7. Unknown numbers and emails without warning.

Many people consider a message from an unknown number or an email from an unidentified address an invasion of their private space. That is why it is advisable to use a new number or email, introduce yourself in first words.

8. Writing in capital letters.

Do not draw attention to your message by using only capital letters. Capital letters are perceived by many as a scream or aggression. Therefore, it is better to use other tools to attract attention.

9. Business talk for business etiquette

In a business talk, communication should be strictly formal, courteous, and as short as possible.

10. Block the chat.

Do not obstruct the work chat with strange messages such as: good morning wishes, congratulations, blessings, greetings and long goodbyes, etc. Information is lost, questions remain unanswered. As a result, people are upset with this form of communication.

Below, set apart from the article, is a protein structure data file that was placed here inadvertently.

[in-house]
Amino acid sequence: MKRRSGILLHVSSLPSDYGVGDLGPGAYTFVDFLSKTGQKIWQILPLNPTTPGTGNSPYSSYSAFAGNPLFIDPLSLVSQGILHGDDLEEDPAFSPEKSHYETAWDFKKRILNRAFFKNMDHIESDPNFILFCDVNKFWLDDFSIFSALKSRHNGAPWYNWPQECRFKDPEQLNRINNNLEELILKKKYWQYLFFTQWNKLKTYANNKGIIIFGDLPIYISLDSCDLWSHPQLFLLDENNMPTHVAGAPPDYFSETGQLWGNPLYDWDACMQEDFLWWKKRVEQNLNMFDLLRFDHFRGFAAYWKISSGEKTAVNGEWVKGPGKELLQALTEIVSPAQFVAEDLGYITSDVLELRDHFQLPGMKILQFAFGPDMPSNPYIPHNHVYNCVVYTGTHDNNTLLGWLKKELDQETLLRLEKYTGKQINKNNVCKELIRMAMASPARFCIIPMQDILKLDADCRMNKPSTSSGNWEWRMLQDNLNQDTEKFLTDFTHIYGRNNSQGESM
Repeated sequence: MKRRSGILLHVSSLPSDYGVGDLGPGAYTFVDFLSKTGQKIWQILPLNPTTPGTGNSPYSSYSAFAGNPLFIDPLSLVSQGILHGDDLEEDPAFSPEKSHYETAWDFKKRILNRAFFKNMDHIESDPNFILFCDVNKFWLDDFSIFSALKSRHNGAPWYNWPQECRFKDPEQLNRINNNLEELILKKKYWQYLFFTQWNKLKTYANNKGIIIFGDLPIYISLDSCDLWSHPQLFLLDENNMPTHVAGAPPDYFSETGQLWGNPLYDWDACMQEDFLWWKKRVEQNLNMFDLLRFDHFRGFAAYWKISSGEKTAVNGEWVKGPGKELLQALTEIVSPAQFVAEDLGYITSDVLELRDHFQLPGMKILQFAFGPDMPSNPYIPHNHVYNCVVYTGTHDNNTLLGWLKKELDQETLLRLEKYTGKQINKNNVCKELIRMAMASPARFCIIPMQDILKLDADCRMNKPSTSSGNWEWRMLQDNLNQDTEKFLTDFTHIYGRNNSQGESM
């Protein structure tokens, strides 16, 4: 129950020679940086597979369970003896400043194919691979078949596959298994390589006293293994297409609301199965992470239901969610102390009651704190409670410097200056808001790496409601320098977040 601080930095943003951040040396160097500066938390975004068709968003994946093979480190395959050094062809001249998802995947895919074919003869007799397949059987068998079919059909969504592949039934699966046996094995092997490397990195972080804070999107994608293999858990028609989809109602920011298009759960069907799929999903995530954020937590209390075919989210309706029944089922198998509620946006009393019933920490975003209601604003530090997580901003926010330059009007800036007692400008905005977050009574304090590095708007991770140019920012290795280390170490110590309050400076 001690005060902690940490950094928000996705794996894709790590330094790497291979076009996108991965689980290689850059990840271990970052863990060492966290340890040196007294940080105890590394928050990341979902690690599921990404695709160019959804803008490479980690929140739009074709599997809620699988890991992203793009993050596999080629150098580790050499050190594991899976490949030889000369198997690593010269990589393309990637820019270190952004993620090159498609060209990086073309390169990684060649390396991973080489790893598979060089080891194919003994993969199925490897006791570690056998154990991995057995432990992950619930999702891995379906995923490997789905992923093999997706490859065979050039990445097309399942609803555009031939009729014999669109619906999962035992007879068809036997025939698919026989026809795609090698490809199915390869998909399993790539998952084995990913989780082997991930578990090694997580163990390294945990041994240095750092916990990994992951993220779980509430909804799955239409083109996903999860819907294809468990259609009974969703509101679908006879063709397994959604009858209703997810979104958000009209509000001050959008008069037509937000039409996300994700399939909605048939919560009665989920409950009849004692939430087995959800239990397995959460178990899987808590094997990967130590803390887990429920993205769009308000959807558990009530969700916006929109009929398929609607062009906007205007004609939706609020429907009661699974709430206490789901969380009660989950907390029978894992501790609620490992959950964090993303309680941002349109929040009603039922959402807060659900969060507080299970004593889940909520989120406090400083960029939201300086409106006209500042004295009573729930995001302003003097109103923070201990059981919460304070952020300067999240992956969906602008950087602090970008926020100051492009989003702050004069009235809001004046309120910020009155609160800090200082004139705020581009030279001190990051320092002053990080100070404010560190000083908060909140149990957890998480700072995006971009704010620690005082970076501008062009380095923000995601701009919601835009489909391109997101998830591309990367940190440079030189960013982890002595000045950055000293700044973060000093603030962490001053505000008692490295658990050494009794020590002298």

11. Official correspondence.

In official correspondence there is no business etiquette obligation to respond instantly to messages. But if a message is read and left unresponsive for a long time, it could suggest that the person is being ignored.

If it is not possible to reply to a message quickly (for example, you need to look up some information), then it is best to give a short answer: I will reply a little later, check and write to you, etc.

12. Messages after hours.

Don’t be surprised if an after-hours work message goes unanswered.

13. Abbreviations.

In the work chat, well-known professional abbreviations are available that all participants can interpret. This is justified because it reduces writing time. It is better to refrain from using abbreviations and leave them for teenagers.